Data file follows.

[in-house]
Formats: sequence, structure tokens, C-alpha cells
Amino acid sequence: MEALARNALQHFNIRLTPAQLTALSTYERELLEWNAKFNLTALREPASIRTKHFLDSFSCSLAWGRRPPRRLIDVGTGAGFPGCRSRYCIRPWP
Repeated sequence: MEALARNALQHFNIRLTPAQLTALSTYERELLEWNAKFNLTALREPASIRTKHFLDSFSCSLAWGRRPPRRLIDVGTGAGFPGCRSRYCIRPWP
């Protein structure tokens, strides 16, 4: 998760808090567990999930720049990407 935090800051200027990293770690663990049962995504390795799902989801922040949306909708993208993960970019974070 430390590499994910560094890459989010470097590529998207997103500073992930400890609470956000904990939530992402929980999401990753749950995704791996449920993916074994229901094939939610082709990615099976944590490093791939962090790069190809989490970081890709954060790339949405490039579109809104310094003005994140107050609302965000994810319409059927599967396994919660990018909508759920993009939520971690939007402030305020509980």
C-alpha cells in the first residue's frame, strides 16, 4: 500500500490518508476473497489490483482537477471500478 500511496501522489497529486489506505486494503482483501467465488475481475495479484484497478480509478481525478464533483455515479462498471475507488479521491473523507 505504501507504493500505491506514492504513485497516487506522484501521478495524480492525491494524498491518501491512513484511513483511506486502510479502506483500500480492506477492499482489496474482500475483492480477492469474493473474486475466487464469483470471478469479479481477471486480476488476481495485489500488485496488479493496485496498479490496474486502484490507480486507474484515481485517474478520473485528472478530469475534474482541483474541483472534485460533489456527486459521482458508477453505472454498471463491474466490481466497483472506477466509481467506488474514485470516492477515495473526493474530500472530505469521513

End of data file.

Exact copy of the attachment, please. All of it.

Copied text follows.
[in-house]
Formats: sequence, structure tokens, C-alpha cells
Amino acid sequence: MEALARNALQHFNIRLTPAQLTALSTYERELLEWNAKFNLTALREPASIRTKHFLDSFSCSLAWGRRPPRRLIDVGTGAGFPGCRSRYCIRPWP
Repeated sequence: MEALARNALQHFNIRLTPAQLTALSTYERELLEWNAKFNLTALREPASIRTKHFLDSFSCSLAWGRRPPRRLIDVGTGAGFPGCRSRYCIRPWP
């Protein structure tokens, strides 16, 4: 998760808090567990999930720049990407 935090800051200027990293770690663990049962995504390795799902989801922040949306909708993208993960970019974070 430390590499994910560094890459989010470097590529998207997103500073992930400890609470956000904990939530992402929980999401990753749950995704791996449920993916074994229901094939939610082709990615099976944590490093791939962090790069190809989490970081890709954060790339949405490039579109809104310094003005994140107050609302965000994810319409059927599967396994919660990018909508759920993009939520971690939007402030305020509980």
C-alpha cells in the first residue's frame, strides 16, 4: 500500500490518508476473497489490483482537477471500478 500511496501522489497529486489506505486494503482483501467465488475481475495479484484497478480509478481525478464533483455515479462498471475507488479521491473523507 505504501507504493500505491506514492504513485497516487506522484501521478495524480492525491494524498491518501491512513484511513483511506486502510479502506483500500480492506477492499482489496474482500475483492480477492469474493473474486475466487464469483470471478469479479481477471486480476488476481495485489500488485496488479493496485496498479490496474486502484490507480486507474484515481485517474478520473485528472478530469475534474482541483474541483472534485460533489456527486459521482458508477453505472454498471463491474466490481466497483472506477466509481467506488474514485470516492477515495473526493474530500472530505469521513